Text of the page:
It’s these dimensions that serve as something of a double-edged sword for the L200 double-cab. As with many Japanese cars, width is kept to a minimum at 1.75m but it’s the length that can be a little intimidating. It would be pointless to shorten a pickup as it would consequently stop serving the purpose for which it was intended, but, at over 5m, this Trojan dwarfs it’s stable-mate – the Shogun by some 30cm.
This length only really becomes an issue when reversing the L200, especially as the rear of the glasshouse stops some 1.5 short of the rear of the body, resulting in quite a bit of guesswork when parking. I found two makeshift solutions to this problem- one was to wind down the electric rear windscreen which increased visibility slightly (not overly accurate), the other was to ask a passenger to get out and watch me back (not overly popular, esp. in rain). The correct way to eliminate this reversing issue is to spec your L200 correctly and opt for the C£400 reversing camera, if there’s one option that just cannot be overlooked, this is surely it.
Being a ‘proper’ off-roader, the L200 has more than adequate ride height for clearance which gives a good view of underneath and its oily bits, in particular the rear leaf-spring suspension. Although somewhat antiquated in appearance, this setup actually works very well, given the chance and should in no way deter potential suitors. On the road, handling is way better than it deserves to be, given the ride height and technology used and easily embarrasses competition such as LR‘s Defender with its tendancy to wander. Through the corners, the L200 provides ample grip and feedback and will only start to lean and meander if pushed to levels beyond a pickup’s usual remit. The only constant reminder of what the L200’s sitting on comes when the car slows down to a stop – there’s a definite rocking sensation in all directions, not dissimilar to standing onboard the deck of a docked boat.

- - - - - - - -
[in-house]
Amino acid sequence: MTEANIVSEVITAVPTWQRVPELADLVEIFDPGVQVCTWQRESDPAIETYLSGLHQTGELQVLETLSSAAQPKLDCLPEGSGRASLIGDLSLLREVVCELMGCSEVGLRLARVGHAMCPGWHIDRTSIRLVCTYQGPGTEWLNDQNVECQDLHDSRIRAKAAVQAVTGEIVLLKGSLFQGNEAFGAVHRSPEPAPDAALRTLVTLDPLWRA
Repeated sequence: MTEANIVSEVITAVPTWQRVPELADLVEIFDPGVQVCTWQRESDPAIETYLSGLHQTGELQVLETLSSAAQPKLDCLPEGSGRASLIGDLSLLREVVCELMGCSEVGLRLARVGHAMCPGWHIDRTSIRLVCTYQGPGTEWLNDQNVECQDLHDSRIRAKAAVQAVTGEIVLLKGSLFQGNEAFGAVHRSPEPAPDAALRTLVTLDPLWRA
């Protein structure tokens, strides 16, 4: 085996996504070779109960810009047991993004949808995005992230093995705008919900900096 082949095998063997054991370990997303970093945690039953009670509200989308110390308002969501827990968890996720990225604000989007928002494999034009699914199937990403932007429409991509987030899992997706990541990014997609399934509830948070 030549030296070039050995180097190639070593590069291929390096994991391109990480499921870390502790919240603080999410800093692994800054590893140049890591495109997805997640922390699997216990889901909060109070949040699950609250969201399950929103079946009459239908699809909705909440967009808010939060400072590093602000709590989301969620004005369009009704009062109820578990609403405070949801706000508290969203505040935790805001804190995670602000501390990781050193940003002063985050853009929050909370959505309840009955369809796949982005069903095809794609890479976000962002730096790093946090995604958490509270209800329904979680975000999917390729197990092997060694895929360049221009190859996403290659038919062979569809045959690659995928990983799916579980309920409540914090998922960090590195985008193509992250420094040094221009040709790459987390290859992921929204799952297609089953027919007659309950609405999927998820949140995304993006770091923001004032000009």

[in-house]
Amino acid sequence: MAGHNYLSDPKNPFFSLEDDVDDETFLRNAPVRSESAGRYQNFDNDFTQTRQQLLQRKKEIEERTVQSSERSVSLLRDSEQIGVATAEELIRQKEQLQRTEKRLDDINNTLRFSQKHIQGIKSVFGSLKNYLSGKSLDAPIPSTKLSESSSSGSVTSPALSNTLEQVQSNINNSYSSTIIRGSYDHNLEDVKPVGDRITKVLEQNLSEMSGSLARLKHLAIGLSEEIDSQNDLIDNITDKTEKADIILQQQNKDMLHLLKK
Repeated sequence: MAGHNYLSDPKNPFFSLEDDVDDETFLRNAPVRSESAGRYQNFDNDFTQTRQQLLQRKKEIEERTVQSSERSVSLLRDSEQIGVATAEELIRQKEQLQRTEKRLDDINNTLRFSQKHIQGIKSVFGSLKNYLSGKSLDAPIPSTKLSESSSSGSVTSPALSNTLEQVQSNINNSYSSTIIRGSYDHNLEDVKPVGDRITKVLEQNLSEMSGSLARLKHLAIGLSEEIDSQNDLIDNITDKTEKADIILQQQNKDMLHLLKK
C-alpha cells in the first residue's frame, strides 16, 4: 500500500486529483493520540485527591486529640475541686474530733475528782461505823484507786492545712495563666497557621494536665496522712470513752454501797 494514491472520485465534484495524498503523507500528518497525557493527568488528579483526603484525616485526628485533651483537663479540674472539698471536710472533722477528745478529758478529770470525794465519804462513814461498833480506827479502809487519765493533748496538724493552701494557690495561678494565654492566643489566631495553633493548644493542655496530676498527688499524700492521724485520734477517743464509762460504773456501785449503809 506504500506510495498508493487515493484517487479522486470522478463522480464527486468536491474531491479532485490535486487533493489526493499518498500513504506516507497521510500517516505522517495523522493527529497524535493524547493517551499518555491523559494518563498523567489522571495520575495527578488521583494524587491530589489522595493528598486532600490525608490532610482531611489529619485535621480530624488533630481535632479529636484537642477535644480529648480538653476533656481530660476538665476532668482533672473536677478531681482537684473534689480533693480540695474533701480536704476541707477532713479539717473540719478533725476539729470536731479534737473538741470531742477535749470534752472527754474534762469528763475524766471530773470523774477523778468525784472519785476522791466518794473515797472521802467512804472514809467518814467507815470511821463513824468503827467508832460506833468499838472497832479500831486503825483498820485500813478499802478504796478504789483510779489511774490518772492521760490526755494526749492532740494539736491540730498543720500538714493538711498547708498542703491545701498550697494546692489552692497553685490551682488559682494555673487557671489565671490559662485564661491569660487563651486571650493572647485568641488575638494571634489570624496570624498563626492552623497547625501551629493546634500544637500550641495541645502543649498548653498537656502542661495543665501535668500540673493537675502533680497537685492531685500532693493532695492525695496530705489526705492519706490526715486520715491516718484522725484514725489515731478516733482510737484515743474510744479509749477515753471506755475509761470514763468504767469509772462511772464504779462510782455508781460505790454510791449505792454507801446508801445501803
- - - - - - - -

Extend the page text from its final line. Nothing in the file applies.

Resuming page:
With no weight over the rear wheels, it can come as something of a surprise when the rear wheels start spinning in first gear at seemingly low revs but, again, the L200 is capable of lugging over a tonne around so the rear axle will be very lively when unladen. Manually selecting 4wd will remedy this and also provide extra levels of confidence on slippery or uneven surfaces. I think that 2wd is more than ample on most roads, however and driving those front wheels will inevitably eat into that all important fuel economy.
Mitsubishi double cab pickups are a common sight on our roads and it’s easy to see why; it does so many things so well. This, coupled with impressive warranties and build quality make it something of a bargain. Just remember that it is a relatively cheap vehicle with practical roots and it would be unfair to compare certain aspects against 4x4s costing twice as much – if you’re expecting a Range Rover, go buy a Range Rover.
By Ben Harrington
Specifications; Mitsubishi L200 Double Cab (Leather) Trojan, Price – £23,189, Engine – 2.5l Common Rail Diesel, Layout – Front engine, 4WD, Power – 175bhp @ 4000rpm, Torque – 295 lb/ft @2000rpm, Acceleration – 12.2s 0-62mph, Maximum Speed – 103mph max, Emissions – 208 g/km CO2, Economy – 35.8 mpg combined
- Mitsubishi L200 Trojan Double Cab Review (magnate.co)